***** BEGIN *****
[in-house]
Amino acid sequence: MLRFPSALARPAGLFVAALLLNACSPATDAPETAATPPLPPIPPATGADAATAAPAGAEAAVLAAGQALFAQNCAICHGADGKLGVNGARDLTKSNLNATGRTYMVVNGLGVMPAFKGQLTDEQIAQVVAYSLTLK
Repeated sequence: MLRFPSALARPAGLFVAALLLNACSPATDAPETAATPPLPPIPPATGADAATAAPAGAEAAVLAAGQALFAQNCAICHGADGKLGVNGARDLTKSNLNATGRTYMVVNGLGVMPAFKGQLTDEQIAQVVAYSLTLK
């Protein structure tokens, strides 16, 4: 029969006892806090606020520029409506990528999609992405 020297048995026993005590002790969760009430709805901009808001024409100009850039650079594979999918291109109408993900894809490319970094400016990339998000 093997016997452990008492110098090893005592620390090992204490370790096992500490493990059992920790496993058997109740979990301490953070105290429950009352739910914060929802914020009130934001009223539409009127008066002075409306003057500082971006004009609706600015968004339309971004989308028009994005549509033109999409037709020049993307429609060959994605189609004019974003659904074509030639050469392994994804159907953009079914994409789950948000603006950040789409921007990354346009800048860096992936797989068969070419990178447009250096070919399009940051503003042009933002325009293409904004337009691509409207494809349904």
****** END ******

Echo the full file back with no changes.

[in-house]
Amino acid sequence: MLRFPSALARPAGLFVAALLLNACSPATDAPETAATPPLPPIPPATGADAATAAPAGAEAAVLAAGQALFAQNCAICHGADGKLGVNGARDLTKSNLNATGRTYMVVNGLGVMPAFKGQLTDEQIAQVVAYSLTLK
Repeated sequence: MLRFPSALARPAGLFVAALLLNACSPATDAPETAATPPLPPIPPATGADAATAAPAGAEAAVLAAGQALFAQNCAICHGADGKLGVNGARDLTKSNLNATGRTYMVVNGLGVMPAFKGQLTDEQIAQVVAYSLTLK
């Protein structure tokens, strides 16, 4: 029969006892806090606020520029409506990528999609992405 020297048995026993005590002790969760009430709805901009808001024409100009850039650079594979999918291109109408993900894809490319970094400016990339998000 093997016997452990008492110098090893005592620390090992204490370790096992500490493990059992920790496993058997109740979990301490953070105290429950009352739910914060929802914020009130934001009223539409009127008066002075409306003057500082971006004009609706600015968004339309971004989308028009994005549509033109999409037709020049993307429609060959994605189609004019974003659904074509030639050469392994994804159907953009079914994409789950948000603006950040789409921007990354346009800048860096992936797989068969070419990178447009250096070919399009940051503003042009933002325009293409904004337009691509409207494809349904």